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            Barbara Nichols

            Biografie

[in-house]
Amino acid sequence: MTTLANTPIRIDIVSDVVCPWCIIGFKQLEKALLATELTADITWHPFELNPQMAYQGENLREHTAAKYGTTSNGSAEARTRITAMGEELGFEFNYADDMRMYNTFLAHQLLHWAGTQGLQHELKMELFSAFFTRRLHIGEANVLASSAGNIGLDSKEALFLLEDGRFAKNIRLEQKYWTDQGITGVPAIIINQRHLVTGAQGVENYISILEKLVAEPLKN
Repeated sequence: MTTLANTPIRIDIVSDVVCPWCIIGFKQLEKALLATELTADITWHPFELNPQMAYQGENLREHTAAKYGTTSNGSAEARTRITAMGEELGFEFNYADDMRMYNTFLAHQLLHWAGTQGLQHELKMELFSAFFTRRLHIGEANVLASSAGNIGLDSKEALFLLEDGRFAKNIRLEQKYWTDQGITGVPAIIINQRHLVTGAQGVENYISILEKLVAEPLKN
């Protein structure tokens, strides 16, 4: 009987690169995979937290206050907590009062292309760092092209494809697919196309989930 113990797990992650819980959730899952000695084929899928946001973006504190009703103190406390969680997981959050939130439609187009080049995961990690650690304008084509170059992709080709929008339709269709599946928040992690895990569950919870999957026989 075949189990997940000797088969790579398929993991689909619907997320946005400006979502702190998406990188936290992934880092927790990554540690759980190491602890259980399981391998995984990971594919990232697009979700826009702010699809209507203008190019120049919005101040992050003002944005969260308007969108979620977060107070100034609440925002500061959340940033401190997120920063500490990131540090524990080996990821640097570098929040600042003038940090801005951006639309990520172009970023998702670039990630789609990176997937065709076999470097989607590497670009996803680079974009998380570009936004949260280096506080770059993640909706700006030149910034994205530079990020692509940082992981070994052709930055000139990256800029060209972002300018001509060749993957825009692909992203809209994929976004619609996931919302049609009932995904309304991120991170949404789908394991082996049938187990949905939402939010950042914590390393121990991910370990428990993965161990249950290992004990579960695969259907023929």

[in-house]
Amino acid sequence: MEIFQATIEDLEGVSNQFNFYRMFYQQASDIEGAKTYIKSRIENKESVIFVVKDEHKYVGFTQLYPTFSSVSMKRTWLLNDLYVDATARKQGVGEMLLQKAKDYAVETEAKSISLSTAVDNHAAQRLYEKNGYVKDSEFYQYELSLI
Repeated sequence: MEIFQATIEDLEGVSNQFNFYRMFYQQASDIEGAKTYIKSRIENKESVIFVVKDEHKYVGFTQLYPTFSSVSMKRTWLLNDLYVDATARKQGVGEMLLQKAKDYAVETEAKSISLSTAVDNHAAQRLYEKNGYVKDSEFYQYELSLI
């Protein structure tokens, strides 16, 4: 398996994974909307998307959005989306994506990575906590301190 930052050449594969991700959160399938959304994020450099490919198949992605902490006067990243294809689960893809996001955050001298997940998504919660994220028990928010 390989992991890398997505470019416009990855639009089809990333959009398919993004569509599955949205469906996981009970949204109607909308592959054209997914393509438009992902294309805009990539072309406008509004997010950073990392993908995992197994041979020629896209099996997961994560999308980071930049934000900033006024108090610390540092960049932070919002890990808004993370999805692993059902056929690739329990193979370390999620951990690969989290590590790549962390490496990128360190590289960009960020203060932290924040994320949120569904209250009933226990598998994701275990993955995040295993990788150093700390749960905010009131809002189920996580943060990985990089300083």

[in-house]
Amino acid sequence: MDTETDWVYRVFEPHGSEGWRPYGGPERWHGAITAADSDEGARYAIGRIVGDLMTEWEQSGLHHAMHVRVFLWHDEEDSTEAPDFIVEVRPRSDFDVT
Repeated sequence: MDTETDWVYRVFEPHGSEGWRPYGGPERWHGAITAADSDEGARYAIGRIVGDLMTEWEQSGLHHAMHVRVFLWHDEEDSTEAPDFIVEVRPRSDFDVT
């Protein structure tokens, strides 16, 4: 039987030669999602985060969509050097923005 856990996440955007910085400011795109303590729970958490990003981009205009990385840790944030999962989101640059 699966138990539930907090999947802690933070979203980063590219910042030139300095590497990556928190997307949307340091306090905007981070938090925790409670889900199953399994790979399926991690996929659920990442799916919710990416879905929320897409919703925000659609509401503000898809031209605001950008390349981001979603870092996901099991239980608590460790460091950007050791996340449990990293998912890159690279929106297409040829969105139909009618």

The archetypal brassy, bosomy, Brooklynesque bimbo with the highly distinctive scratchy voice, Barbara Nichols was born Barbara Nickerauer in Queens, New York on December 10, 1928. The dame with the shapely frame began as a model and burlesque dancer, providing rather cheesy cheesecake in the late 40s and early 50s before managing to draw some attention in TV drama. Hardly leading lady material, she found herself stealing focus anyway in small, wisecracking roles, managing at times to draw both humor and pathos out of her dim characters - sometimes simultaneously. Consigned for the long haul to playing strippers, gold-diggers, barflies, gun molls and other floozy types named Lola, Candy or even Poopsie, Barbara made the best of her stereotype, taking full advantage of the not-so-bad films that came her way. Most of them, of course, emphasized her physical endowments but she could also be very, very funny. By far the best of her lot came out in one year: Pal Joey (1957), Sweet Smell of Success (1957) and The Pajama Game (1957). By decade's end, though, her film career had hit the skids and she turned more and more to TV, guesting on "The Beverly Hillbillies" (1962), "Adam-12" (1968), "The Twilight Zone" (1959) (2 episodes in 1961; including the genuinely terrifying "Twenty-Two"), "The Untouchables" (1959) and "Batman" (1966), to name a few. She landed only one regular series role, the very short-lived sitcom "Love That Jill" (1958) starring husband-and-wife team Anne Jeffreys and Robert Sterling. Barbara played a model named "Ginger". She also co-starred on Broadway with George Gobel in the musical "Let It Ride" in 1961 and scraped up a few low-budget movies from time to time, including the thoroughly mediocre sci-fi flick The Human Duplicators (1965) starring George Nader and Richard Kiel, who played "Jaws" in the James Bond film series. By the mid-70s, Barbara had developed a life-threatening liver disease. Her health deteriorated rapidly and she died in 1976 at the age of 46. Looking back, you have to hand it to Barbara. As the song from "Gypsy" emphasizes, "You gotta have a gimmick". Barbara did -- and she worked it. Like such other lurid platinum-blonde bombshells as Jayne Mansfield, Mamie Van Doren, Joi Lansing, Barbara Payton and Diana Dors, she rolled with the punches. Unlike those others, she had genuine talent.

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